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Comments

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NPR: '80s Ads Are Responsible For the Lack of Women Coders

DoofusOfDeath Re:Can we stop trying to come up with a reason? (617 comments)

These aren't just whatever, "it's just people making choices". It's clearly social and political influence.

Perhaps, but just about every choice we make is affected by social and political influence.

What am I having for dinner tonight? That's affected by externalities that affect my income (via career choice and and food prices), tastes (what was affordable when I was a kid), and who's doing the cooking (is my wife running errands when dinner needs to be made?).

What clothes did I put on today? That's affected by my personal tastes, but also by the tastes of the buyers at Target a few years ago, and on the economics of trans-oceanic clothes production, and the governmental policies of the U.S., China, Vietnam, and Thailand.

Why am I a programmer? Well, my Dad did electrical engineering, so we spent more time talking about computers than perhaps a lot of families did in the 70's and 80's. It also meant we could afford a Commodore 64 for me to start playing around with. And I was a little socially awkward as well as introverted, so programming in my basement had more appeal compared to socializing in some cases.

If the goal here is some kind of self-realization of every individual, without the influence of external factors, I just don't see how that's going to happen. I don't see any viable way to actually eliminate "unacceptable" influences, especially indirect ones.

yesterday
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Facebook 'Safety Check' Lets Friends Know You're OK After a Major Disaster

DoofusOfDeath Re:Would sooner have a Dislike button than this (130 comments)

How fucking hard is that.

Today Facebook's market cap is about 188 billions U.S. dollars. Somehow I think they're doing okay without your direction.

4 days ago
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Lead Mir Developer: 'Mir More Relevant Than Wayland In Two Years'

DoofusOfDeath Site broken (224 comments)

It appears to be Slashdotted. Someone's got to show them how to use IIS!

4 days ago
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Torvalds: I Made Community-Building Mistakes With Linux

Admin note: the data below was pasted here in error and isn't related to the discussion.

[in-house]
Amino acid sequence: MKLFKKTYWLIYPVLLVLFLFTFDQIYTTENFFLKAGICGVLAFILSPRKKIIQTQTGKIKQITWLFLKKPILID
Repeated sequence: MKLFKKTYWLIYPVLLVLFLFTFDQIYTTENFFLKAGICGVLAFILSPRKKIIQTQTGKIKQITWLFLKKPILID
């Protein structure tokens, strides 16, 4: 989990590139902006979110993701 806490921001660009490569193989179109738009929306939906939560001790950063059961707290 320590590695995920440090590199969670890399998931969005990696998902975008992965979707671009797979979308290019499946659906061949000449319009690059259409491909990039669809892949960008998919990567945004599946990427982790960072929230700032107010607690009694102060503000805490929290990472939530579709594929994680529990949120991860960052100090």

DoofusOfDeath Re:Git is an example of Linus Torvalds at his wors (387 comments)

Effectively, Git is abusive. It drags every user through a steep learning curve.

You strike me as the kind of person that also considers all men latent rapists.

Wow, you're really an asshole. Because someone had an argument you didn't like, you conflated them with someone else you didn't like, in a way that let you work rape into the conversation.

I see where you're coming from, and indeed I am sometimes an asshole/ But I think you're misunderstanding what I meant by my earlier post. Let me explain.

In a number of news stories about particularly vocal feminists and/or politically correct college campus administrators, I've seen what I'd consider an unreasonable inflation of the seriousness of their perceived slights. For example, a man looking a woman up and down is the same as rape. Or a white person getting a job for which a black person applied being racist.

The statement "Effectively, Git is abusive. It drags every user through a steep learning curve." reminded me of that kind of inflation. And so, I quipped, he reminded me of the silliness I've seen in the "staring = rape" crowd.

However, my apologies for making a joke that was more confusing than funny. Apparently I struck the wrong balance.

5 days ago
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Torvalds: I Made Community-Building Mistakes With Linux

DoofusOfDeath Re:Git is an example of Linus Torvalds at his wors (387 comments)

For all cases where effective is a synonym for "just barely works enough to be easier to use than the effort required to convince the entire community to move to something better."

Horseshit. Most projects I've been in that have adopted git did so because it was the best tool we could find. There was no inertia with which those projects had to contend.

> You strike me as the kind of person that also considers all men latent rapists.

Wow.

It's the mildest response I could find at the time to the poster's statement.

5 days ago
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Torvalds: I Made Community-Building Mistakes With Linux

DoofusOfDeath Re:Git is an example of Linus Torvalds at his wors (387 comments)